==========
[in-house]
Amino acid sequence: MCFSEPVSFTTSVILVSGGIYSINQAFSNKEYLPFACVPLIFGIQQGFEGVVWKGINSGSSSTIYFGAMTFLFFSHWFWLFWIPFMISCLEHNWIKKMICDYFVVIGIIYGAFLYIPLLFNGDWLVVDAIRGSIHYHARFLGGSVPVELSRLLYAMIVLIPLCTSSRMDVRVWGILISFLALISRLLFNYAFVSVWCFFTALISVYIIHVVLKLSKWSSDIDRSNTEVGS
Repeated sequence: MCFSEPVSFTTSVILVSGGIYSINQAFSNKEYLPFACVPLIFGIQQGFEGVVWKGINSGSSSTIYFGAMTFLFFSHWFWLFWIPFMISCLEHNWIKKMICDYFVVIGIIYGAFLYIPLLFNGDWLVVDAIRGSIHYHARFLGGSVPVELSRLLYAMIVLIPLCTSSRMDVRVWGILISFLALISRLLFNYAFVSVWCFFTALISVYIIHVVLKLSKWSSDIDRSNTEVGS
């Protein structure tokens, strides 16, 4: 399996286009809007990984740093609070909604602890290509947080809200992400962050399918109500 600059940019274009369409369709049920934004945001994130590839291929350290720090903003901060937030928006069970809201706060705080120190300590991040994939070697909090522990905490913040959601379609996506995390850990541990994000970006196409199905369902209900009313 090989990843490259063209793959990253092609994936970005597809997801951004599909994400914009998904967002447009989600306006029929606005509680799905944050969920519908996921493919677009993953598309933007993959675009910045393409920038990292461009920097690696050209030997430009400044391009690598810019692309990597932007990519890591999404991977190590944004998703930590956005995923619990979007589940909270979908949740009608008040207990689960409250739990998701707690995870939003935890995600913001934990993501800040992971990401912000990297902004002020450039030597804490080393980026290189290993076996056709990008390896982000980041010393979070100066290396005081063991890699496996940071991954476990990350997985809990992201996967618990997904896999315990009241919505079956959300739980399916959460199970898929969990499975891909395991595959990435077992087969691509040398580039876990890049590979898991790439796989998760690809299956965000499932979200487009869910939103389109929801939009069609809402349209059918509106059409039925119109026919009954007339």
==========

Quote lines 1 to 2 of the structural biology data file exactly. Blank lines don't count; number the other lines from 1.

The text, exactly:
[in-house]
Amino acid sequence: MCFSEPVSFTTSVILVSGGIYSINQAFSNKEYLPFACVPLIFGIQQGFEGVVWKGINSGSSSTIYFGAMTFLFFSHWFWLFWIPFMISCLEHNWIKKMICDYFVVIGIIYGAFLYIPLLFNGDWLVVDAIRGSIHYHARFLGGSVPVELSRLLYAMIVLIPLCTSSRMDVRVWGILISFLALISRLLFNYAFVSVWCFFTALISVYIIHVVLKLSKWSSDIDRSNTEVGS